Why write a Pride hymn? My answer begins with a parable and some commentary.
And he spoke to them and said, “What is the Community of God like? It is like a Pride parade filled with a great diversity of people, decked out in rainbows and beads and drag, marching down Fifth Avenue in New York City, twirling batons, roller skating.
And among the marchers is a young man whose parents threw him out. This is his first Pride parade. He sees protesters on one corner and he is filled with terror and shame. But he keeps marching.
And on the next corner, he sees a group of older men and women holding a huge banner reading, ‘Free Mom Hugs! Free Dad Hugs!’ His eyes meet the eyes of one of the older men, and the man holds out his arms and beckons the young man over.
The young man falls into the older man’s arms, sobbing. They embrace for a long time. Then several other men and women from the group take over, hugging the young man into joy and gratitude and connection.
This is what the Community of God is like. All who have been exiled will come home, all who have been judged will be loved without condition, all who have been oppressed will be free, and all who have been excluded will be welcomed. Behold, this is the good news!”
Jesus didn’t actually offer us that parable, of course. But if he were here today, he just might, especially if he were teaching a bunch of LGBTQ+ people.
Jesus was a genius at coming up with parables that reached people where they were but then took them someplace else, someplace new, by juxtaposing the familiar and mundane with the ridiculous and unthinkable, the ho-hum and ordinary with the uncomfortable and barrier-breaking.
Some people might be tempted to see the protesters in my parable as similar to the Pharisees because Jesus condemns them in Matthew’s Gospel. However, we know that the invective Matthew puts in Jesus’s mouth about the Pharisees represents not Jesus’s own words but the struggle within Judean Judaism at the time Matthew was writing, an intra-family struggle that was all the more bitter for being so very close to home. It is, therefore, not helpful to compare the protesters to the Pharisees.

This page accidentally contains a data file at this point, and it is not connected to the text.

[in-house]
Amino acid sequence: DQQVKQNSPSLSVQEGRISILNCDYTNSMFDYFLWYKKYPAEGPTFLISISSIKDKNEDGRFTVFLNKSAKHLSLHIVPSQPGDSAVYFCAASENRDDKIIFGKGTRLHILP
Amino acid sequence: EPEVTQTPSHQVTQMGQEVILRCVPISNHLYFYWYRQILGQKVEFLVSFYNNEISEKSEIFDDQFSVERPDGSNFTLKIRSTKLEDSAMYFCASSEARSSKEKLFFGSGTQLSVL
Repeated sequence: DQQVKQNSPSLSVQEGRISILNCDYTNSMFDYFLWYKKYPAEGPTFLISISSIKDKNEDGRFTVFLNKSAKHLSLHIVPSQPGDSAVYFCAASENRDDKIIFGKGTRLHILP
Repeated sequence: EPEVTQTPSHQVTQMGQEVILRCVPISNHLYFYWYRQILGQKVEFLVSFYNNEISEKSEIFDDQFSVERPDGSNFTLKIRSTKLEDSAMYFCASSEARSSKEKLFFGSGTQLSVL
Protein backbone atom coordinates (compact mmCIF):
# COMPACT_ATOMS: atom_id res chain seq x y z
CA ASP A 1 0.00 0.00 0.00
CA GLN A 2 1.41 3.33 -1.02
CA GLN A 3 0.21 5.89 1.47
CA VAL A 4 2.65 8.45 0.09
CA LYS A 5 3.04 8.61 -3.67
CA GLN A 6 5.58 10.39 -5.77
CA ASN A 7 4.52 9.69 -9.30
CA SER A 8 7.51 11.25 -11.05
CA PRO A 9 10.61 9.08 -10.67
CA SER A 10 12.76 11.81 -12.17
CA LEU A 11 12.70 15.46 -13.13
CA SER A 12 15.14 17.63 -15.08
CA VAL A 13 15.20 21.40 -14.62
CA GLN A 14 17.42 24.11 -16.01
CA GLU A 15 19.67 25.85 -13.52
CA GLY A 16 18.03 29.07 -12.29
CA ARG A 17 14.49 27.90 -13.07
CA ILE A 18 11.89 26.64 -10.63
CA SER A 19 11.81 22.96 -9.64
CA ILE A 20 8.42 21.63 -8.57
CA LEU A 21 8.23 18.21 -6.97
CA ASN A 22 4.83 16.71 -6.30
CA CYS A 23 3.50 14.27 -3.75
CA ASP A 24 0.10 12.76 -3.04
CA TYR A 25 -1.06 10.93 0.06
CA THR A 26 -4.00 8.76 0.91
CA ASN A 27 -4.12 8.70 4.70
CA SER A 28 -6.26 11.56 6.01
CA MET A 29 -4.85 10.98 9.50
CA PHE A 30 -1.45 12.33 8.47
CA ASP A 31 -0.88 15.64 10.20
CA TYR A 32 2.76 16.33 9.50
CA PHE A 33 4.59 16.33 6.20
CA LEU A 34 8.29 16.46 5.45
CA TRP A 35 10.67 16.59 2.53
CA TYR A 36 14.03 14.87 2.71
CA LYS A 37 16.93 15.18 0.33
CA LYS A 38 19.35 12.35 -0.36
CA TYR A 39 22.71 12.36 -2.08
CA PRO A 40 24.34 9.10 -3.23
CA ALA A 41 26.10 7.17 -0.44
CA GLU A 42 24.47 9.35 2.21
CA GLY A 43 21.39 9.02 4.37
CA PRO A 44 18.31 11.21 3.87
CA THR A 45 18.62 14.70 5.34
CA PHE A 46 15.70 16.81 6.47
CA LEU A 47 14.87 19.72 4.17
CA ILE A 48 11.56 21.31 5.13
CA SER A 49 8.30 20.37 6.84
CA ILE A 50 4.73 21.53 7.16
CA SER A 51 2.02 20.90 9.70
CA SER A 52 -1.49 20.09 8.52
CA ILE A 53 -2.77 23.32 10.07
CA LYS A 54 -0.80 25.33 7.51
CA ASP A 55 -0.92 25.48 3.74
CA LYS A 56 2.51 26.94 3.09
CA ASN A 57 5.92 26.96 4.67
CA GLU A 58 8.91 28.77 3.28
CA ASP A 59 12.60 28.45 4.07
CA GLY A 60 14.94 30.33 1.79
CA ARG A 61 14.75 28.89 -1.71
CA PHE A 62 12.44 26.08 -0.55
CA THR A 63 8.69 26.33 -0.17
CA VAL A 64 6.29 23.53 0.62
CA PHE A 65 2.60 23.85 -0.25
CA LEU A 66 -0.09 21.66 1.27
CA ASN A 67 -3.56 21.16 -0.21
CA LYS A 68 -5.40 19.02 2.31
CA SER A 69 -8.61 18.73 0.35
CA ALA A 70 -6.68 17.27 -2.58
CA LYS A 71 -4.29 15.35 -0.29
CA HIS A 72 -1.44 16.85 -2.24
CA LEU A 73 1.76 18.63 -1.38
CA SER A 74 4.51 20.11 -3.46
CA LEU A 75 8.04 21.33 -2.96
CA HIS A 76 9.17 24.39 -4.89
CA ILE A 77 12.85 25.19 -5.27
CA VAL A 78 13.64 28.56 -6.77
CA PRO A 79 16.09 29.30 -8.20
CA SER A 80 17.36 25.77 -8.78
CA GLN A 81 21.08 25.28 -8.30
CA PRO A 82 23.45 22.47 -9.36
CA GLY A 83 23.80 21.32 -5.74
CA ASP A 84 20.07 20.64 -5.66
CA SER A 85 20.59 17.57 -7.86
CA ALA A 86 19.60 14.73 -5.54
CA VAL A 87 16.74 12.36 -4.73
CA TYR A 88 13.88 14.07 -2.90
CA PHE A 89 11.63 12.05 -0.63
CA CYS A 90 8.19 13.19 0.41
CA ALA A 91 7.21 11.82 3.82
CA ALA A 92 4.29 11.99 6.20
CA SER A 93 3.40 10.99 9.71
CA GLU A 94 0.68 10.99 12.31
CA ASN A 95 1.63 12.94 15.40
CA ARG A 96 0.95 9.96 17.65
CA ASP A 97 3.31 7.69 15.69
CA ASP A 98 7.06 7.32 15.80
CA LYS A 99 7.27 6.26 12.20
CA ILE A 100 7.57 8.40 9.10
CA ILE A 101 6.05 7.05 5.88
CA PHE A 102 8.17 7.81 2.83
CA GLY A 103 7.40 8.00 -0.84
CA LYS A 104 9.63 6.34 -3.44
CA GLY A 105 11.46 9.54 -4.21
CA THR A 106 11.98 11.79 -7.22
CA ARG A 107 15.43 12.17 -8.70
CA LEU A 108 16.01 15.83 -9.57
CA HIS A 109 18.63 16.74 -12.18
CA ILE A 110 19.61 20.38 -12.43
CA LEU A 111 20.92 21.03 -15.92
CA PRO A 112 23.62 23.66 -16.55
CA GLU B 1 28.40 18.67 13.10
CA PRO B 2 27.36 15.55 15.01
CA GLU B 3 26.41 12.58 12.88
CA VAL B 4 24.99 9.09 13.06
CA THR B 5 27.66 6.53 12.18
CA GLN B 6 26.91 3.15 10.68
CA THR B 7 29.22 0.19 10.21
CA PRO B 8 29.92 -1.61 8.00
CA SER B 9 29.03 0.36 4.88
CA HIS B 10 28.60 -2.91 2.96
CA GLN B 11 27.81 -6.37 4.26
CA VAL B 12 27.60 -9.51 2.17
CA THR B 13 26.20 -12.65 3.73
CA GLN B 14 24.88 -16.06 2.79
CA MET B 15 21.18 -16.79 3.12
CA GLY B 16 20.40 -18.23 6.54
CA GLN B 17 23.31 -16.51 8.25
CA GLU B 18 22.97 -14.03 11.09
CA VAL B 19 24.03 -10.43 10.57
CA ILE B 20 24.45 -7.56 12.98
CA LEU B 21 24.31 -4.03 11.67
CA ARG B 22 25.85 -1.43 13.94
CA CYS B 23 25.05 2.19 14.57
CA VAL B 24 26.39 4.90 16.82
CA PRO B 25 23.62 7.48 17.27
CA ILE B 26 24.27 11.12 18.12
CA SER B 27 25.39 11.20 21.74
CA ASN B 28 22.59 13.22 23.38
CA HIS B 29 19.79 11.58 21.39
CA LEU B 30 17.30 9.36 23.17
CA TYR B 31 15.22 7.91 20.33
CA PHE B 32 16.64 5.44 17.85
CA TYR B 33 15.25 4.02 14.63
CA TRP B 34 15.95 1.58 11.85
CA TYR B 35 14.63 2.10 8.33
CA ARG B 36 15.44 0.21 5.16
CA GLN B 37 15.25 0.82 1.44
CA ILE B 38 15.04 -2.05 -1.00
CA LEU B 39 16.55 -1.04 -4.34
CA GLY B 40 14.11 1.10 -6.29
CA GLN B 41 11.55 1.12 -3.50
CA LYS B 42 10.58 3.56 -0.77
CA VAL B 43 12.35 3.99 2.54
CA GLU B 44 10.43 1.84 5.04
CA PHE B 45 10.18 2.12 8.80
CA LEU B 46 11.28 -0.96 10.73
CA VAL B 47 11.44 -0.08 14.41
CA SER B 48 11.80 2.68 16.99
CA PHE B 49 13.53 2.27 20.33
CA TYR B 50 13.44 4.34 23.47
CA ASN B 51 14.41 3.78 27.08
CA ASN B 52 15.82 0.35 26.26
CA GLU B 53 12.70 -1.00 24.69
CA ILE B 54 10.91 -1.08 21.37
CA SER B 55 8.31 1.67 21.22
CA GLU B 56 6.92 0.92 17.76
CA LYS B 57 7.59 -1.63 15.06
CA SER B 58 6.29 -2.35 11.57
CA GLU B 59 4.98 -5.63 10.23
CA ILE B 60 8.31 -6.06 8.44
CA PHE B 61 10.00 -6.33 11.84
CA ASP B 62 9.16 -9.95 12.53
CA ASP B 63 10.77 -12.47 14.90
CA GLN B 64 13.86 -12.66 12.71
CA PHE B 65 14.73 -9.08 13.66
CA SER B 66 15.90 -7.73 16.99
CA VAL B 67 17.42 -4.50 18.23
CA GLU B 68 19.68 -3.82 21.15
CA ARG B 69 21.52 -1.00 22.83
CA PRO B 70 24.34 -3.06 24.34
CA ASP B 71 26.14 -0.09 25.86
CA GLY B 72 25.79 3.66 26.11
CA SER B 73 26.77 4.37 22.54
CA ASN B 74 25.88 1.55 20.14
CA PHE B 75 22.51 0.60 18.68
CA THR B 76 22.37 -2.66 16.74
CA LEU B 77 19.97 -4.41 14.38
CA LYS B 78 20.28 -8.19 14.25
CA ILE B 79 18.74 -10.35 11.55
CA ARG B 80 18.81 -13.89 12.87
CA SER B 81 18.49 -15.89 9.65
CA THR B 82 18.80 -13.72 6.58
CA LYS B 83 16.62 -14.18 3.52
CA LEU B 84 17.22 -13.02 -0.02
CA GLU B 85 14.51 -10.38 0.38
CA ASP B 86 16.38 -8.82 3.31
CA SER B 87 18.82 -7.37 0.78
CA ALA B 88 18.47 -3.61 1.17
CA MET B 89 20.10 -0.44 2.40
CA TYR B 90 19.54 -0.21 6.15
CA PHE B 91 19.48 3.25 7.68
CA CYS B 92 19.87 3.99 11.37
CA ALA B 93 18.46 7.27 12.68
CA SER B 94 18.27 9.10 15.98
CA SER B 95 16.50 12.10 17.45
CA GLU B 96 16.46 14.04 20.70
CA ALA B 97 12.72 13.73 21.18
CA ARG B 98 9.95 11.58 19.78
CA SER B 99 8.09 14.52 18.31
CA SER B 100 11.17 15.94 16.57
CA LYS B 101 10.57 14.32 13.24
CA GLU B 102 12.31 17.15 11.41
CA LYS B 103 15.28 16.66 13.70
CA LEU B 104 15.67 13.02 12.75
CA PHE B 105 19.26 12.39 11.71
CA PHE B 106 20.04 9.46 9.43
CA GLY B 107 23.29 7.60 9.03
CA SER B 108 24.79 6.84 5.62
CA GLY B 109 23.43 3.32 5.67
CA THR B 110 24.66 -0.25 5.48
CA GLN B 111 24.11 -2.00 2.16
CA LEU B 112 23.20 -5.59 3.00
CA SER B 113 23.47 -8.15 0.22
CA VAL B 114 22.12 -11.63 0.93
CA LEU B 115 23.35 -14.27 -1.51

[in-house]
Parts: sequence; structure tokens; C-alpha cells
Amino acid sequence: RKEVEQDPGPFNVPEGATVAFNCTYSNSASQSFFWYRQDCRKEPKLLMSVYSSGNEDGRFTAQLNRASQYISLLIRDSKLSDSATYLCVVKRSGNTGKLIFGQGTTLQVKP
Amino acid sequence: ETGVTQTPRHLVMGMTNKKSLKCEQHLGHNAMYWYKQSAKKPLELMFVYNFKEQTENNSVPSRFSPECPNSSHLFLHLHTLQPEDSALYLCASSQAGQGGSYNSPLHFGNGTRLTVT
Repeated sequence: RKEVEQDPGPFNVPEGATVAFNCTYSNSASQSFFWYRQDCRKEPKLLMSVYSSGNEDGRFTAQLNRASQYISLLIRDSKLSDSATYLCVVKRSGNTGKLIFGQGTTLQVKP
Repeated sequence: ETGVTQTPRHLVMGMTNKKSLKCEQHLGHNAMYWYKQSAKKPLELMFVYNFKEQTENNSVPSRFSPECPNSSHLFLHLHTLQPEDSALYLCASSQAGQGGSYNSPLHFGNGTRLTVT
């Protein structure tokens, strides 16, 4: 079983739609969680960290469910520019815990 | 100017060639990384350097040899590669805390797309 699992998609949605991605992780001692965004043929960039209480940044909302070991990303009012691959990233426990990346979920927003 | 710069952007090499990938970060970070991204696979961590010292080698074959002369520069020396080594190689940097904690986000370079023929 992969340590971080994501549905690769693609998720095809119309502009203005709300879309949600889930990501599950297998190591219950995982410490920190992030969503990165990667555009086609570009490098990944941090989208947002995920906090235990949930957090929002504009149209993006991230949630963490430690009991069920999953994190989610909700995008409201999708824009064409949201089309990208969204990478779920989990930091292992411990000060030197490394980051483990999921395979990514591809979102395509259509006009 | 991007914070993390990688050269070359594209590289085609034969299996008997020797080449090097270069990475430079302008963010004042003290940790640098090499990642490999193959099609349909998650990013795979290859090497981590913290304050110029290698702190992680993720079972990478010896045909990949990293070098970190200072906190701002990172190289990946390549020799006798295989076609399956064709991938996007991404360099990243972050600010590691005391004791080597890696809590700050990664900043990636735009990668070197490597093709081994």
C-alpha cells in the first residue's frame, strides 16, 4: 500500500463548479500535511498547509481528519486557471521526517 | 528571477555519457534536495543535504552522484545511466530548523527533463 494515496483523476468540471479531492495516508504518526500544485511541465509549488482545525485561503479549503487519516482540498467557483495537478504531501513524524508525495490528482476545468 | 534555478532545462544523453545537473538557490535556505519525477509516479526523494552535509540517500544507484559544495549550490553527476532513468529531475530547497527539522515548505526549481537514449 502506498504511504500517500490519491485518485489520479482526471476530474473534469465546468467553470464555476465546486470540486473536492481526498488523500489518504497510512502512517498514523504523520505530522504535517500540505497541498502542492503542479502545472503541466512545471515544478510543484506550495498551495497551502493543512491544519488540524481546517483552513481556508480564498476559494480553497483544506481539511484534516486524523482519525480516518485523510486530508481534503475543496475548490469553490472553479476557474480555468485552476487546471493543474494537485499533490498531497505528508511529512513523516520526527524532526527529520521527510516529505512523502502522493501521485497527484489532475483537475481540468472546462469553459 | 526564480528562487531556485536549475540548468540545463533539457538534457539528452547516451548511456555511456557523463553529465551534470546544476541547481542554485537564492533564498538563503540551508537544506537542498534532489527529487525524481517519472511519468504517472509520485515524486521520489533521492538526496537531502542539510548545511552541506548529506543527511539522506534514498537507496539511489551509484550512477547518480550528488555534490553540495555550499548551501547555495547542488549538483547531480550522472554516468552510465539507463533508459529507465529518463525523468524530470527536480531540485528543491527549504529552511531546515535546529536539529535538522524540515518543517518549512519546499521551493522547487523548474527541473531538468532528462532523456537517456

Perhaps instead we can compare the young man’s response to the protesters to the temptations of Jesus in the desert.
For those cast out by their families, self-hatred and self-doubt are serious temptations. For those raised to believe that “God Himself” is homophobic, worshipping an unloving god may be a temptation (though it is by definition idolatry, since any unloving god is not the true Holy One).
For those enculturated in violent, shame-driven forms of religiosity, the temptation to trust what is ultimately untrustworthy must be powerful. But our young man resists temptation, and indeed, when he does, angels come and minister to him in the form of a group of ally parents.
In resisting these temptations, our young man is practicing repentance, turning away from shame and self-hatred and turning toward love and joy. He is practicing true humility, in which honest self-love casts out humiliation. In jettisoning vigilance for vulnerability, he is remaining open to the good news that Jesus taught and lived.
Pride celebrations represent some of what is best about humanity. They, and the communities they lift up, merit gratitude and hymns of praise. Which brings me to my Pride hymn, “Days of Rage and Days of Hope.”
I wrote the hymn in 2019 when I learned that there was a need for such pieces. I structured the verses carefully to capture and celebrate the original event of Stonewall, the struggles and successes of the LGBTQ+ community/communities since then, and the gifts and joy we LGBTQ+ people bring the world today. Each verse ends with the lifting up of thanks for our good gay/queer/bisexual/trans/lesbian/gender-fluid/non-binary/otherwise variant lives.
As a bisexual person and a sociologist, I struggled with the “born that way” phrase but I think enough people find that self-understanding meaningful that it was reasonable to leave in the lyric. I chose to leave doctrinal language out of the text to make it accessible to a broader range of religious communities.
I set the text to fairly traditional European-inspired hymn music with (what I hope is) a fairly singable melody. Sheet music is freely available on my website, Queer Sacred Music, where you can also find scores, recordings, and videos of about a hundred original free-use inclusive hymns, worship songs, and rounds.
Peace, grace, and Happy Pride!
A hymnwriter, songwriter, composer, and writer who specializes in music and lyrics for liberal/progressive religious people and communities — including inclusive, social justice-minded Christians, Unitarian Universalists, and other open-hearted religious traditions — Amanda Udis-Kessler maintains the website Queer Sacred Music.